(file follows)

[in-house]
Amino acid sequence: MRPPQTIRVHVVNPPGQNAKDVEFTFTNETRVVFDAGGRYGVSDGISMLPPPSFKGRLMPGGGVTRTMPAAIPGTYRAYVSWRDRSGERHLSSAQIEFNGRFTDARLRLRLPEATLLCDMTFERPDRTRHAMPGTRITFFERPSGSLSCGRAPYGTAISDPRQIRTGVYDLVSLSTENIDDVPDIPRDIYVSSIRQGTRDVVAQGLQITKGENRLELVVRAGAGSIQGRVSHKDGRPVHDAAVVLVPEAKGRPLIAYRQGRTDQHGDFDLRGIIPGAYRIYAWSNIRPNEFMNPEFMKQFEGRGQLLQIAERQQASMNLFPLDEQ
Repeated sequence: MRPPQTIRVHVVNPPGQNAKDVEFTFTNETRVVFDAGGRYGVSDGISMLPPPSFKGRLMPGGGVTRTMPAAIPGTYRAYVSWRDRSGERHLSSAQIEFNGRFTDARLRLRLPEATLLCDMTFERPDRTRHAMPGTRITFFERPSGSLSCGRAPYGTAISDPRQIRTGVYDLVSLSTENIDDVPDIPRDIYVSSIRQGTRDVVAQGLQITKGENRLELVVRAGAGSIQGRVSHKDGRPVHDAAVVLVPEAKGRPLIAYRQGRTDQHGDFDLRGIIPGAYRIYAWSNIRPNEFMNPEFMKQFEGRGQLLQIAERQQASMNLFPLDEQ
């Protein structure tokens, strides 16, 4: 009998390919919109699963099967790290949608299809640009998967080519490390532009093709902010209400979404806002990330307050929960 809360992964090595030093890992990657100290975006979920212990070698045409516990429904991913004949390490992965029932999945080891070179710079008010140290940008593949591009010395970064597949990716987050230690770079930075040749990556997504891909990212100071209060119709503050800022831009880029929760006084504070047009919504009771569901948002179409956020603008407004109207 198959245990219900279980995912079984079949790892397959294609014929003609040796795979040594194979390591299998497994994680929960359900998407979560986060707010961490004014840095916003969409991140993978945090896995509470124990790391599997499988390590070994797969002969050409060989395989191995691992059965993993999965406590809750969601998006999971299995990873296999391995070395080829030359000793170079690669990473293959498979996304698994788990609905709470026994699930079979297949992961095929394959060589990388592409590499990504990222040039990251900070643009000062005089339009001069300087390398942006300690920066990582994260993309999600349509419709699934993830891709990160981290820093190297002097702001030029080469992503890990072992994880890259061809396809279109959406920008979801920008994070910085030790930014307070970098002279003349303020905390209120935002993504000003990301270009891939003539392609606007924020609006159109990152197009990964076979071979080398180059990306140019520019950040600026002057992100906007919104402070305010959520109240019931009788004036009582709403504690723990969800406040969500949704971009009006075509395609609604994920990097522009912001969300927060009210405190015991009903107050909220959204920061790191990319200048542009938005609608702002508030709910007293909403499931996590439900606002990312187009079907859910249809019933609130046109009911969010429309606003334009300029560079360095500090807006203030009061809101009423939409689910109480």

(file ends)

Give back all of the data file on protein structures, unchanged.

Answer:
[in-house]
Amino acid sequence: MRPPQTIRVHVVNPPGQNAKDVEFTFTNETRVVFDAGGRYGVSDGISMLPPPSFKGRLMPGGGVTRTMPAAIPGTYRAYVSWRDRSGERHLSSAQIEFNGRFTDARLRLRLPEATLLCDMTFERPDRTRHAMPGTRITFFERPSGSLSCGRAPYGTAISDPRQIRTGVYDLVSLSTENIDDVPDIPRDIYVSSIRQGTRDVVAQGLQITKGENRLELVVRAGAGSIQGRVSHKDGRPVHDAAVVLVPEAKGRPLIAYRQGRTDQHGDFDLRGIIPGAYRIYAWSNIRPNEFMNPEFMKQFEGRGQLLQIAERQQASMNLFPLDEQ
Repeated sequence: MRPPQTIRVHVVNPPGQNAKDVEFTFTNETRVVFDAGGRYGVSDGISMLPPPSFKGRLMPGGGVTRTMPAAIPGTYRAYVSWRDRSGERHLSSAQIEFNGRFTDARLRLRLPEATLLCDMTFERPDRTRHAMPGTRITFFERPSGSLSCGRAPYGTAISDPRQIRTGVYDLVSLSTENIDDVPDIPRDIYVSSIRQGTRDVVAQGLQITKGENRLELVVRAGAGSIQGRVSHKDGRPVHDAAVVLVPEAKGRPLIAYRQGRTDQHGDFDLRGIIPGAYRIYAWSNIRPNEFMNPEFMKQFEGRGQLLQIAERQQASMNLFPLDEQ
């Protein structure tokens, strides 16, 4: 009998390919919109699963099967790290949608299809640009998967080519490390532009093709902010209400979404806002990330307050929960 809360992964090595030093890992990657100290975006979920212990070698045409516990429904991913004949390490992965029932999945080891070179710079008010140290940008593949591009010395970064597949990716987050230690770079930075040749990556997504891909990212100071209060119709503050800022831009880029929760006084504070047009919504009771569901948002179409956020603008407004109207 198959245990219900279980995912079984079949790892397959294609014929003609040796795979040594194979390591299998497994994680929960359900998407979560986060707010961490004014840095916003969409991140993978945090896995509470124990790391599997499988390590070994797969002969050409060989395989191995691992059965993993999965406590809750969601998006999971299995990873296999391995070395080829030359000793170079690669990473293959498979996304698994788990609905709470026994699930079979297949992961095929394959060589990388592409590499990504990222040039990251900070643009000062005089339009001069300087390398942006300690920066990582994260993309999600349509419709699934993830891709990160981290820093190297002097702001030029080469992503890990072992994880890259061809396809279109959406920008979801920008994070910085030790930014307070970098002279003349303020905390209120935002993504000003990301270009891939003539392609606007924020609006159109990152197009990964076979071979080398180059990306140019520019950040600026002057992100906007919104402070305010959520109240019931009788004036009582709403504690723990969800406040969500949704971009009006075509395609609604994920990097522009912001969300927060009210405190015991009903107050909220959204920061790191990319200048542009938005609608702002508030709910007293909403499931996590439900606002990312187009079907859910249809019933609130046109009911969010429309606003334009300029560079360095500090807006203030009061809101009423939409689910109480």